Trout rise in many different ways. The behavior of surface feeding salmonids is dictated by a number of variables. The type and volume of insects is one important factor. Mayfly rises are typically more like gulps or sips. Caddis rises are often splashy. When trout are taking hopping or skating stoneflies, it’s more like an explosion than a rise. Large insect volumes sometimes mean fish slow their rise forms; the slurry of food drifting past them means any time they choose to surface they are likely to intercept an insect. Current speed is another factor. Rises in fast current are, as one would guess, faster and appear more aggressive than rises in slow or moderate current. Today, however, the factor in question will be water temperature.
The clearest example of how water temperature affects rise forms I've experienced was on a small mountain stream in Montana in 2018. My dad, my friend David Gallipoli, and I were fishing for native Yellowstone cutthroat trout with dry flies. The morning started out below freezing. Though my instinct was not to fish dries with the water and air so cold, David insisted these fish would come up. I tied on a dry dropper rig with a big Chernobyl ant as the top fly. It was almost shocking how quickly a cutthroat came up for the ant. And by quickly, I don’t mean it rose fast. Far from it. That fish took on my fourth cast in the pool, but rose and ate at an incredibly sluggish pace. The next couple fish did the same thing. But as the day progressed the sun worked its magic and the temperature climbed more and more. A funny thing happened… the fish didn’t seem to get any more willing to eat the Chernobyl as my catch rate remained the same, but they did take it with more gusto the warmer it got. It was fascinating. Towards the end of the outing the fish were flying off the bottom for the fly. The contrast with those sluggish rises early on was extraordinary. Then a BWO hatch started and the fish changed their behavior entirely, but that’s a different story.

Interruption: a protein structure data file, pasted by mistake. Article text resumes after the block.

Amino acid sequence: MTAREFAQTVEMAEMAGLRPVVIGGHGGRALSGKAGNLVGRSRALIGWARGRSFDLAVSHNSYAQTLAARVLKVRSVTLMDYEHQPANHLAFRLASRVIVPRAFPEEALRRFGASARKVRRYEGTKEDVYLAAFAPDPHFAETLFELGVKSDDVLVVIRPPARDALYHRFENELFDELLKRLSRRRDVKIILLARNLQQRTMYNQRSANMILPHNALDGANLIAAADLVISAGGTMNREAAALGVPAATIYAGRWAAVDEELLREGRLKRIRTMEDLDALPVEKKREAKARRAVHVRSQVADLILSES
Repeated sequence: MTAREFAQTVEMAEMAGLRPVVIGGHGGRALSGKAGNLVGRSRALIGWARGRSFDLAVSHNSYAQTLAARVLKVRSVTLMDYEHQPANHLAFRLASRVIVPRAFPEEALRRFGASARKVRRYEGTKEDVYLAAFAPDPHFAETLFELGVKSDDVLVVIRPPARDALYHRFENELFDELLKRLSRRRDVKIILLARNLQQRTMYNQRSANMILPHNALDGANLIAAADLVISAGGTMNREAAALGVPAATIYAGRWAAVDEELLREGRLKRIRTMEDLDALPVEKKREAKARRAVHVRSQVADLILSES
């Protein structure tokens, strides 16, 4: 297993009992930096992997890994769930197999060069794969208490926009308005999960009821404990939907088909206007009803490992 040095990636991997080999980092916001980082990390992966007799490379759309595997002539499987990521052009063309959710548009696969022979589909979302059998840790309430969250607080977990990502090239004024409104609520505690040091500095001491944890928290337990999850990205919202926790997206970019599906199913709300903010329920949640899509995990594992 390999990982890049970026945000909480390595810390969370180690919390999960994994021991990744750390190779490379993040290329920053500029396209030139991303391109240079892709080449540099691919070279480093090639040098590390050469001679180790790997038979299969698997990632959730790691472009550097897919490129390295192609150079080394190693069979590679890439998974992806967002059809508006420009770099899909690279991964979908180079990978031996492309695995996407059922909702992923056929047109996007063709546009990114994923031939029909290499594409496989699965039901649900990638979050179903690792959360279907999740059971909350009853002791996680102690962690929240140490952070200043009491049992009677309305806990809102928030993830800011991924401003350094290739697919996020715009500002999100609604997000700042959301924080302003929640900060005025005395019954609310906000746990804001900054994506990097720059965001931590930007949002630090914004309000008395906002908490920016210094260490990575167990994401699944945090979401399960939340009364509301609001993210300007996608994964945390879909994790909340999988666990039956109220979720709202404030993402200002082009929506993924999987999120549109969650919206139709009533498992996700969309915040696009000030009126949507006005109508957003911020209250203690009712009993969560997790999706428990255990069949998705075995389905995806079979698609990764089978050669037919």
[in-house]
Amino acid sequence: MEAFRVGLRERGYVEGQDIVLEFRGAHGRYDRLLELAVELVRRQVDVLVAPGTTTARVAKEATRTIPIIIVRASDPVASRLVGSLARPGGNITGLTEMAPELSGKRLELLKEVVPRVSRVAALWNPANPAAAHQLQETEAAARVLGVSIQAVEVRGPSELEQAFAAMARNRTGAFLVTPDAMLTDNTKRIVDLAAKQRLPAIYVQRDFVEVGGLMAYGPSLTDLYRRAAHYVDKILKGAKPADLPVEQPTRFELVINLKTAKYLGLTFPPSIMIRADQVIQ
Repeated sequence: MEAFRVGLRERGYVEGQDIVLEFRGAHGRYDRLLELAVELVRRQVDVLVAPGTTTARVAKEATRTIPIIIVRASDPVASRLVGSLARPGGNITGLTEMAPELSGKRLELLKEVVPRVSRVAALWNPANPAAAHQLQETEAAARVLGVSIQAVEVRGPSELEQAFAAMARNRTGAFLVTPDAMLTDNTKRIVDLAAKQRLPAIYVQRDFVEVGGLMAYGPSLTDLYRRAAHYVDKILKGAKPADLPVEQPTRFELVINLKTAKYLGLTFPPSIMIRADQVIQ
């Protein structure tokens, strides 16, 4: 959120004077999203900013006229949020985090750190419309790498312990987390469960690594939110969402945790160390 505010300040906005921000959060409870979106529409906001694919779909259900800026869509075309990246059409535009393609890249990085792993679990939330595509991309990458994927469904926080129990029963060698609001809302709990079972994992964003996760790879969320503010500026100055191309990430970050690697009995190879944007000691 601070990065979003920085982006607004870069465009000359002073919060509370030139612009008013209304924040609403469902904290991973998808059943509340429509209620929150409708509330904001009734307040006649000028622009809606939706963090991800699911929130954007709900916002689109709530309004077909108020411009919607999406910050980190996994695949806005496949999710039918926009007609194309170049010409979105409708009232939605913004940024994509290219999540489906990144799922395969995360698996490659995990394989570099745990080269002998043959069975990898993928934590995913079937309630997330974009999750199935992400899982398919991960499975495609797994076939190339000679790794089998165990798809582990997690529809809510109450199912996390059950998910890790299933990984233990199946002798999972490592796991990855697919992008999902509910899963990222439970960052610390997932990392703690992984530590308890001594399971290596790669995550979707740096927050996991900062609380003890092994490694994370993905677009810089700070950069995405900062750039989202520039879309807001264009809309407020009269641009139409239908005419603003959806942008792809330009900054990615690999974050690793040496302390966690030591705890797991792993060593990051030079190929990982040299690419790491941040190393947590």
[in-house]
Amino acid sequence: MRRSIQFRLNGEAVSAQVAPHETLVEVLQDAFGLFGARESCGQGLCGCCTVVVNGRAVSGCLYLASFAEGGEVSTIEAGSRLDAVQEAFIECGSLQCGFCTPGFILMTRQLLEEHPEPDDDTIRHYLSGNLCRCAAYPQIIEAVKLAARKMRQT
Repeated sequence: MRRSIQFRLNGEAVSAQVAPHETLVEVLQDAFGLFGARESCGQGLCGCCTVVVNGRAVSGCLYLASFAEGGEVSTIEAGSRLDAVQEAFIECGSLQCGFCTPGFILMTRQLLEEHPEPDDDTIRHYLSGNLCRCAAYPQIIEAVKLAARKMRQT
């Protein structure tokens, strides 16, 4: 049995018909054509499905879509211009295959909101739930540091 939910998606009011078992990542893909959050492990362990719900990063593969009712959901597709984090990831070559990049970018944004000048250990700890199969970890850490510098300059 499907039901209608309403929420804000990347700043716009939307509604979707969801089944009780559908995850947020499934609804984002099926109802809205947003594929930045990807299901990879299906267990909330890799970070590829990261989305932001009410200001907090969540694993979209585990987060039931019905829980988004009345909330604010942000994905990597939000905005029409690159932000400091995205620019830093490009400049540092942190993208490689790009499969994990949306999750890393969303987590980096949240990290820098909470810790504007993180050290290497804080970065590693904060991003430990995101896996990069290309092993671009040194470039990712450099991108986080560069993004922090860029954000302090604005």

Flash forward to a mild January day in the first week of 2021. I was on a small meandering Connecticut brook trout stream. The water was cold, not even 40 degrees fahrenheit, and yet I had an Ausable Bomber tied on. I fully expected to bring up numerous wild brook trout, but I was not likely to see the sort of manic slashing takes I could expect in spring and early summer. Though this was a big bushy fly and the fish would certainly come up for it, I knew they’d be doing so very slowly. And that’s exactly what happened. I rose more than a dozen brookies, and they all came up slowly and gulped the fly very daintily.
Rise forms often dictate how we trout fish. Fly selection, presentation, hook set timing, and more can all be deciphered by how the fish are rising. Fly selection and presentation can also sometimes dictate the rise form if fish are actually willing to eat your offering. A skated fly amongst fish sipping emergers might get smashed by a more aggressive trout. But in the winter the rise will almost always be slow, even if you’re fishing a big ass chernobyl ant or skating a bomber, so don’t let seeing only subtle dimples for natural bugs dissuade you from swinging a big dry through a riffle every now and then.